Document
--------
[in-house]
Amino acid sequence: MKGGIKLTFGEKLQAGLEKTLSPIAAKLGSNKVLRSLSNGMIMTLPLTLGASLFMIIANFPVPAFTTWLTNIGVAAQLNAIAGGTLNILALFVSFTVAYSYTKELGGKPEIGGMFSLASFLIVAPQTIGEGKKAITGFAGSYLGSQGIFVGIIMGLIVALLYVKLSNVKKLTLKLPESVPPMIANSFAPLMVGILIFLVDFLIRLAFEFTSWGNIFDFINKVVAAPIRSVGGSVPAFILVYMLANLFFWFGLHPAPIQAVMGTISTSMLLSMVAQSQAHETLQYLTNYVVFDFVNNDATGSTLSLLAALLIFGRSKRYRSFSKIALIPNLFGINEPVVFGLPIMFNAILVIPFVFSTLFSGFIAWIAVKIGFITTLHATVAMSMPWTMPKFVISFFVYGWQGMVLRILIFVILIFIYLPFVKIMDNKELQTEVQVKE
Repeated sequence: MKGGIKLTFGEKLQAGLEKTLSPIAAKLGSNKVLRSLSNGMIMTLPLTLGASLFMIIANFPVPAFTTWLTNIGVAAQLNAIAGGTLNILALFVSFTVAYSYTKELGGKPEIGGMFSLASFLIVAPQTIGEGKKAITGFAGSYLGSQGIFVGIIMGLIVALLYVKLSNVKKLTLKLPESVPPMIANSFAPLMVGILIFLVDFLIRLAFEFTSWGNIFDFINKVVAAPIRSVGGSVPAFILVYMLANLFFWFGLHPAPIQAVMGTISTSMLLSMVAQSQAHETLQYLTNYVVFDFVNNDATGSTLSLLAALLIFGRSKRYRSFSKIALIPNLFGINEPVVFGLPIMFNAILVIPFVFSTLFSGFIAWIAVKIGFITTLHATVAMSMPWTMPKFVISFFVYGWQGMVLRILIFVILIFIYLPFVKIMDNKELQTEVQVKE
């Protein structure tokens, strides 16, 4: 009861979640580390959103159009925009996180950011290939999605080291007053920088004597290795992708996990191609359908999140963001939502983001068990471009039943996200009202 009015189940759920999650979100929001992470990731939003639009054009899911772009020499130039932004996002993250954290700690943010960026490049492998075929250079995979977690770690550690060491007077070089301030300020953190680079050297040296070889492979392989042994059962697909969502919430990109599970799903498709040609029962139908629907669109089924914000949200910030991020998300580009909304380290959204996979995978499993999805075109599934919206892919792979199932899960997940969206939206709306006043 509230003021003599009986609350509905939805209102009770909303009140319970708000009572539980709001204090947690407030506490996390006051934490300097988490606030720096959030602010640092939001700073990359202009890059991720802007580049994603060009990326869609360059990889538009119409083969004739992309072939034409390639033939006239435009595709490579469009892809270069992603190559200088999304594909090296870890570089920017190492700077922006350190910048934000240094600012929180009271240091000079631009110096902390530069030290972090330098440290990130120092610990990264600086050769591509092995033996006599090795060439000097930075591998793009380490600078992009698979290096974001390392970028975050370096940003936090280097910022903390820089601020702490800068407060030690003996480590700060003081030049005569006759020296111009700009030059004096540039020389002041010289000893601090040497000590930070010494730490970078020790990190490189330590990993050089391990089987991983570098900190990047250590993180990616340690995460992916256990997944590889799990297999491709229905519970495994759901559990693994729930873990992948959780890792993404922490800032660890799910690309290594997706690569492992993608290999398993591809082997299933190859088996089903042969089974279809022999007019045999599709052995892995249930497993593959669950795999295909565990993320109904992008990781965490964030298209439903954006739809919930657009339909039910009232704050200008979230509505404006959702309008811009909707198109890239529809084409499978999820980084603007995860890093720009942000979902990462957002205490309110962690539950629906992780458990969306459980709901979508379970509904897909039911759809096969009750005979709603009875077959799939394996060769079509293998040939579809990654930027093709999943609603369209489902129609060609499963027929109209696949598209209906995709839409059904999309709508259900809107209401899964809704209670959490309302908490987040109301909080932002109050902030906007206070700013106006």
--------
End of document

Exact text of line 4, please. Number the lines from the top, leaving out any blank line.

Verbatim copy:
């Protein structure tokens, strides 16, 4: 009861979640580390959103159009925009996180950011290939999605080291007053920088004597290795992708996990191609359908999140963001939502983001068990471009039943996200009202 009015189940759920999650979100929001992470990731939003639009054009899911772009020499130039932004996002993250954290700690943010960026490049492998075929250079995979977690770690550690060491007077070089301030300020953190680079050297040296070889492979392989042994059962697909969502919430990109599970799903498709040609029962139908629907669109089924914000949200910030991020998300580009909304380290959204996979995978499993999805075109599934919206892919792979199932899960997940969206939206709306006043 509230003021003599009986609350509905939805209102009770909303009140319970708000009572539980709001204090947690407030506490996390006051934490300097988490606030720096959030602010640092939001700073990359202009890059991720802007580049994603060009990326869609360059990889538009119409083969004739992309072939034409390639033939006239435009595709490579469009892809270069992603190559200088999304594909090296870890570089920017190492700077922006350190910048934000240094600012929180009271240091000079631009110096902390530069030290972090330098440290990130120092610990990264600086050769591509092995033996006599090795060439000097930075591998793009380490600078992009698979290096974001390392970028975050370096940003936090280097910022903390820089601020702490800068407060030690003996480590700060003081030049005569006759020296111009700009030059004096540039020389002041010289000893601090040497000590930070010494730490970078020790990190490189330590990993050089391990089987991983570098900190990047250590993180990616340690995460992916256990997944590889799990297999491709229905519970495994759901559990693994729930873990992948959780890792993404922490800032660890799910690309290594997706690569492992993608290999398993591809082997299933190859088996089903042969089974279809022999007019045999599709052995892995249930497993593959669950795999295909565990993320109904992008990781965490964030298209439903954006739809919930657009339909039910009232704050200008979230509505404006959702309008811009909707198109890239529809084409499978999820980084603007995860890093720009942000979902990462957002205490309110962690539950629906992780458990969306459980709901979508379970509904897909039911759809096969009750005979709603009875077959799939394996060769079509293998040939579809990654930027093709999943609603369209489902129609060609499963027929109209696949598209209906995709839409059904999309709508259900809107209401899964809704209670959490309302908490987040109301909080932002109050902030906007206070700013106006």